Posts tagged ‘Cyberlearning’

The High Cost of Preparing for Proposals

May I whine?

I just got the rejection and reviews from my NSF Cyberlearning proposal. I was proposing to work on inquiry learning in CS Education, i.e., to conduct studies to explore what questions students had about computing, and with some technological probes, see if students could be prompted to have more questions about computing. I had applied for a smallish, two year grant under the “Exploration” category which is to “explore the proof-of-concept or feasibility of a novel or innovative technology or use of such technology to promote learning.”

As I read it (completely biased as I am in interpreting these), I was rejected for basically two reasons. First, I didn’t make the case strong enough that this proposal was “potentially transformative.” That was my fault. I strongly believe that we do not teach computer science via inquiry today, and the case for inquiry learning is very strong, so it is potentially transformative to move computer science education to an inquiry-based model. But if you don’t know CS education (so know that it isn’t inquiry-based) or don’t know the science education literature (so know the results on inquiry learning), that may not be obvious. That was my job to convey that, no matter what the background of the reviewers was, but I clearly wasn’t successful.

The second reason is aggravating. I applied under the “Exploration” category. Here are quotes from my reviews.

  • From the panel summary: “However the project would be stronger if it first conducted a pilot study of such questions and used those findings to inform the design of the technological innovation.”
  • Reviewer #1: “The project outcomes would be stronger if they included at least some preliminary evidence that some learning is occurring as a result of these activities, and that this learning matches some set of predictions.”
  • Reviewer #2: “It seems that the PI could simply ask students some questions about this as a pilot or preliminary study.”

I thought that the whole idea of having the “Exploration” track was to fund preliminary work. That’s what I was proposing to do. I was rejected because I had not yet done preliminary work. I am willing to believe that everyone acted correctly and in good faith, e.g., the reviewers were well-chosen, well-informed, and evaluated proposals according to the proposal solicitation. But that means is that the bar for “proof-of-concept” is really quite high. I was expected to have done enough preliminary work that the “proof” was pretty obvious given previous studies.

At a higher level, beyond Guzdial whining, this is an example of what Rich DeMillo calls the “Cost of Sale.” This is the cost of developing the proposal. Here I am applying for “Exploratory” funding, and I’m being told that I need to do some exploration first. That’s “cost of sale.” What if the “Exploration” failed? Then that’s research cost that was not supported by an external funder. Whatever an external funder might later provide would not cover those earlier costs for the preliminary or pilot work. This is one of Rich’s top ten reasons why Universities lose money on research.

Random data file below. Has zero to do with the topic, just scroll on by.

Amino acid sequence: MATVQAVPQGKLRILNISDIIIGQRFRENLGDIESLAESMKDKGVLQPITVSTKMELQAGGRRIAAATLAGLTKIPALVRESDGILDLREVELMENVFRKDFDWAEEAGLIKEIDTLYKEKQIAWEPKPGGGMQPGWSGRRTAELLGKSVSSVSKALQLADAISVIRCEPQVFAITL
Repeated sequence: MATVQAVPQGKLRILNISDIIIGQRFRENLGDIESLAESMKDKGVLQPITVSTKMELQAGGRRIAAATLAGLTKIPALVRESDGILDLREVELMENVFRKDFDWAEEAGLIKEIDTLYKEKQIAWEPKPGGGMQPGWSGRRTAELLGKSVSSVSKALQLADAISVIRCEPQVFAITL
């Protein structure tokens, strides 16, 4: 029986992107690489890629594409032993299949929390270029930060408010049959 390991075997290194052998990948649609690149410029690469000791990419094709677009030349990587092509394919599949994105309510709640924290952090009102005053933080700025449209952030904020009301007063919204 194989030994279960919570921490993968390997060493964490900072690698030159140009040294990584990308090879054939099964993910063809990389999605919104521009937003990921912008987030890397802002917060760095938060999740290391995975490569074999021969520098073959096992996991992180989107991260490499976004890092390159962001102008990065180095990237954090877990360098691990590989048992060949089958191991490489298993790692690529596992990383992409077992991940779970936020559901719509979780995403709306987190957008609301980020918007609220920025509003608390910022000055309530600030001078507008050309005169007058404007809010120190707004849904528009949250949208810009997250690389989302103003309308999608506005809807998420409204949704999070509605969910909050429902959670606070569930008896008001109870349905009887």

Okay, back to figuring out the next proposal…

June 28, 2011 at 2:38 am 8 comments

New NSF Program: Cyberlearning: Transforming Education

The second expected new NSF program that might fund computing education research has just been released. Very exciting!  What a great time to do work in computing education research!

Through the Cyberlearning: Transforming Education program, NSF seeks to integrate advances in technology with advances in what is known about how people learn to

  • better understand how people learn with technology and how technology can be used productively to help people learn, through individual use and/or through collaborations mediated by technology;
  • better use technology for collecting, analyzing, sharing, and managing data to shed light on learning, promoting learning, and designing learning environments; and
  • design new technologies for these purposes, and advance understanding of how to use those technologies and integrate them into learning environments so that their potential is fulfilled.

Of particular interest are technological advances that allow more personalized learning experiences, draw in and promote learning among those in populations not currently served well by current educational practices, allow access to learning resources anytime and anywhere, and provide new ways of assessing capabilities. It is expected that Cyberlearning research will shed light on how technology can enable new forms of educational practice and that broad implementation of its findings will result in a more actively-engaged and productive citizenry and workforce.

via Cyberlearning: Transforming Education (nsf10620).

October 2, 2010 at 9:16 am Leave a comment

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